Judge Story found that the Georgia Court of Appeals’ decision in Bunker Hill relied upon Georgia’s public policy at the time the agreement was signed to hold that the non-compete and non-solicitation provisions of the agreements were unenforceable in Georgia. Therefore, he concluded, he had erred in Boone I in applying Georgia’s current public policy to the choice-of-law analysis. He went on to find that the Court of Appeals had recently reached the same conclusion in two other cases—Gordon Document Products, Inc. v. Serv. Techs, Inc., and Cox v. Altus Healthcare and Hospice, Inc. Having examined Bunker Hill, Gordon Document Products and Cox, he determined that he had made a clear error of law in his first order when he concluded that the public policy embodied in the Act should control whether the Delaware choice-of-law provision was enforceable. Instead, he needed to apply Georgia’s public policy as it existed at the time Boone entered into the agreement. Therefore, applying Georgia’s old public policy required that the Delaware choice-of-law provision be disregarded.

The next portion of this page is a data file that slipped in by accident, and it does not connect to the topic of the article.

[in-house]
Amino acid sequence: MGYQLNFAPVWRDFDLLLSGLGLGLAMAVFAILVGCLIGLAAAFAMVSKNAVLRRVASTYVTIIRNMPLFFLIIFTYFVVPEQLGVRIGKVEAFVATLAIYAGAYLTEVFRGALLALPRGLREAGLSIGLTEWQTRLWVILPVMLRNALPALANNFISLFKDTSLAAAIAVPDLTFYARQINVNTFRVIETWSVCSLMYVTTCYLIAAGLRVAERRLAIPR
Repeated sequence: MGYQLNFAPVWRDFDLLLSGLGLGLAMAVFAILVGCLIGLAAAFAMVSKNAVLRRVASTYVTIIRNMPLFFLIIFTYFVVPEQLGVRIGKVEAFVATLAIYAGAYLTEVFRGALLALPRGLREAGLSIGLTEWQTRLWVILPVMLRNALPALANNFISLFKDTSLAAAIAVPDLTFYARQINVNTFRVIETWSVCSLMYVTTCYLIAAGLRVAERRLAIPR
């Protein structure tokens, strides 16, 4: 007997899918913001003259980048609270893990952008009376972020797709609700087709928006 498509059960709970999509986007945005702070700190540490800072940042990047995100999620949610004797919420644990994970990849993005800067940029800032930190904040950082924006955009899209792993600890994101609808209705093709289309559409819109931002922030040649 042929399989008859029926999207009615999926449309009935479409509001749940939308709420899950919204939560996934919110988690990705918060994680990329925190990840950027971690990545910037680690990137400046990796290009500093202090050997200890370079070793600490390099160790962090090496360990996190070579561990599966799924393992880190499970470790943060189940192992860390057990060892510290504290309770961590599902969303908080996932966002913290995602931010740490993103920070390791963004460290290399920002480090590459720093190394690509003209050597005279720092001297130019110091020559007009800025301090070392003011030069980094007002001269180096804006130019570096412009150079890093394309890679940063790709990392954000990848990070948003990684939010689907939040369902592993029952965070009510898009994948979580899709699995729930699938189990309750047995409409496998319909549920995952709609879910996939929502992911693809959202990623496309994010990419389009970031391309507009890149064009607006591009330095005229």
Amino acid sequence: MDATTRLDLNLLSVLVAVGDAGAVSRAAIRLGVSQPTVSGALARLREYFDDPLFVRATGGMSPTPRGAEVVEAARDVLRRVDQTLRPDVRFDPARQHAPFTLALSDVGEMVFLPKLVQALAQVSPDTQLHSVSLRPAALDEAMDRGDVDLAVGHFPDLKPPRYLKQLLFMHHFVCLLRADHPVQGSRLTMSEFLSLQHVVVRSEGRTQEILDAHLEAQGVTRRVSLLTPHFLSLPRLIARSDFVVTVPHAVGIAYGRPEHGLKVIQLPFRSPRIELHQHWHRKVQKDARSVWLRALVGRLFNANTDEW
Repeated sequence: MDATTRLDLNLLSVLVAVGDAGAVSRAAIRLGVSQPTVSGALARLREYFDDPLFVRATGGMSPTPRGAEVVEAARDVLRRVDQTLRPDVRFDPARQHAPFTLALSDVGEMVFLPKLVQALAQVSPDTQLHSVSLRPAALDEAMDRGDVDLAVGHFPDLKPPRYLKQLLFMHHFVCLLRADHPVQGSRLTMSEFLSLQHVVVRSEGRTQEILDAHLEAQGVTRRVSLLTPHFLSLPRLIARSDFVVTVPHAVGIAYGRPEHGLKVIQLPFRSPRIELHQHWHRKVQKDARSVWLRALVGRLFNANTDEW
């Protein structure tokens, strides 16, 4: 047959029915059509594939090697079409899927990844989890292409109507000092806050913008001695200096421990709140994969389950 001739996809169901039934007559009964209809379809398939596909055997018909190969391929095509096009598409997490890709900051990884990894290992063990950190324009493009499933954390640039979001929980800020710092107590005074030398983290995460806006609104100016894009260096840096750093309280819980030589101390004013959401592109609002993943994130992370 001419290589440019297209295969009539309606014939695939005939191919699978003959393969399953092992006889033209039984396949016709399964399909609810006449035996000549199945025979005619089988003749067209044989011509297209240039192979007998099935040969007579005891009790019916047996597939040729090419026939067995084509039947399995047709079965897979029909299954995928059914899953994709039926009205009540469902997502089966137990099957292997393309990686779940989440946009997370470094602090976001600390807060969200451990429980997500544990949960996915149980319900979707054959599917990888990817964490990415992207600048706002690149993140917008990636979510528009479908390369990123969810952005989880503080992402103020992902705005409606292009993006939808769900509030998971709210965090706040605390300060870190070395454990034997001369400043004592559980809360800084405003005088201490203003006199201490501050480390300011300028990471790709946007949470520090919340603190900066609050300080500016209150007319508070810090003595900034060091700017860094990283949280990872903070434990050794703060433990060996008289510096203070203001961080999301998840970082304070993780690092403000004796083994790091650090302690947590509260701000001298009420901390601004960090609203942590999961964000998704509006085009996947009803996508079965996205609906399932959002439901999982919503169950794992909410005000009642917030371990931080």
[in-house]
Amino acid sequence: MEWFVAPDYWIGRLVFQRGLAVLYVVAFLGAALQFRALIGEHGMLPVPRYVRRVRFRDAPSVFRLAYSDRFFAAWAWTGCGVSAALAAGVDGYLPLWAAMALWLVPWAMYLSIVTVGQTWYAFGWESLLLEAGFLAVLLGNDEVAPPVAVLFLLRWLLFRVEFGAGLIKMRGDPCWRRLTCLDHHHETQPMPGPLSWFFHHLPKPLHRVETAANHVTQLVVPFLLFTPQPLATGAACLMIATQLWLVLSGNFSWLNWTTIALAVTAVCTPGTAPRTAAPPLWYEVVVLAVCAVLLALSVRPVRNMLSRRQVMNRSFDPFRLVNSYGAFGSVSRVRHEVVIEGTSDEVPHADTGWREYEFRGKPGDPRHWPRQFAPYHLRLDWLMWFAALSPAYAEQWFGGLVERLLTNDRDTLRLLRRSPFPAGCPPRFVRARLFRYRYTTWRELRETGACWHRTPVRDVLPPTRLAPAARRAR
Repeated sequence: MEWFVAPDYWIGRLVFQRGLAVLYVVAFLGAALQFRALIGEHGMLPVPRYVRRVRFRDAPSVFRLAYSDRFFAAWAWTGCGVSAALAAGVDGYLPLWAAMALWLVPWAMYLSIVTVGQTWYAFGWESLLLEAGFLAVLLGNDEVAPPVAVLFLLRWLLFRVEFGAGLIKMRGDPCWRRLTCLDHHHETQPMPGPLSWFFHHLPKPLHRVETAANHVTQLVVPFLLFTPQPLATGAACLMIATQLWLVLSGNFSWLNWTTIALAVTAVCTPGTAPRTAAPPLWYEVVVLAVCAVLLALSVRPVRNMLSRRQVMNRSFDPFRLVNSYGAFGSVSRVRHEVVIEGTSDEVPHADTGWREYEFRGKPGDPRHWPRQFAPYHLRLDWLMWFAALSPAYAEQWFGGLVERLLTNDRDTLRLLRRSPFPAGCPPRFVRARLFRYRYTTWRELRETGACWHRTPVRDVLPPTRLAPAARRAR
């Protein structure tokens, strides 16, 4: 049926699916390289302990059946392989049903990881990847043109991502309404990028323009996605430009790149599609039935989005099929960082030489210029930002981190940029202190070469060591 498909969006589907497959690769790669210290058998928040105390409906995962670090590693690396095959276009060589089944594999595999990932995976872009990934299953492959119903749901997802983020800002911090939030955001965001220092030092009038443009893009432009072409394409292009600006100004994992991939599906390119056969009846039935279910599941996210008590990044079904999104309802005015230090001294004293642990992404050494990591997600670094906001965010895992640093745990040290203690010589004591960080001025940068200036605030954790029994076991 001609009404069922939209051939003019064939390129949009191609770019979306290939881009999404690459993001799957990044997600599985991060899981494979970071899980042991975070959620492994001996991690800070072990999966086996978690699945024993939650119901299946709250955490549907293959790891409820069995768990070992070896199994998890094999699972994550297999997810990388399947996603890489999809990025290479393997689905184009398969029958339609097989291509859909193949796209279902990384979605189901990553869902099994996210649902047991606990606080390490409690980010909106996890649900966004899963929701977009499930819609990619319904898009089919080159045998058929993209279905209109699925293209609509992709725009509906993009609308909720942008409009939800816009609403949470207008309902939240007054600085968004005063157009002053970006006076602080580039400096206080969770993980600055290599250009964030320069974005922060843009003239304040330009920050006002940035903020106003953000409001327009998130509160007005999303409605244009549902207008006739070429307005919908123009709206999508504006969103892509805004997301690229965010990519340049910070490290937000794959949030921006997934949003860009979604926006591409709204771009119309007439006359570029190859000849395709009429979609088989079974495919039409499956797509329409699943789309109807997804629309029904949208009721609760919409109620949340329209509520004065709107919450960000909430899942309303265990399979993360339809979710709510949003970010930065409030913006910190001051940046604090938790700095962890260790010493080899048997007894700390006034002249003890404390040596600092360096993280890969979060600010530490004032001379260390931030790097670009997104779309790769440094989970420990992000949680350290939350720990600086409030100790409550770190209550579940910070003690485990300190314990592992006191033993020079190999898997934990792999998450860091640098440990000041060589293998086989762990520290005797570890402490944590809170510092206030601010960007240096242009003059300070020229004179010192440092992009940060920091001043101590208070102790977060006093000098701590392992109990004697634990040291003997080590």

Although Judge Story’s rationale in reaching the conclusion he reached is plain, it is unclear whether the Bunker Hill, Gordon Document Products, or Cox cases actually require the result that he reached. First, although the Bunker Hill case was decided after the referendum and after the original version of the Act was supposed to go into effect, it was decided before the newest version of the Act was signed into law by Governor Deal. Second, in the Bunker Hill case, neither party argued that the change in public policy in Georgia, as evidenced by the referendum or the Act, required the court to analyze the enforceability of the forum-selection provision differently. This may have been the case because the appeal in Bunker Hill was docketed before the constitutional amendment had even taken effect. Third, the portion of the Bunker Hill decision cited by Judge Story to support his conclusion simply says that the law of restrictive covenants as it existed before the November 2010 ratification of the Act should be applied. Yet there is no dispute that the Act is not retroactive. The issue is whether public policy has changed such that courts should continue to disregard choice-of-law provisions. While the Bunker Hill case certainly provided the opportunity for the Court of Appeals to address whether public policy in Georgia has changed, reviewing the briefs in that case as well as the decision demonstrates that this argument was not made, and the Court of Appeals did not specifically address the issue.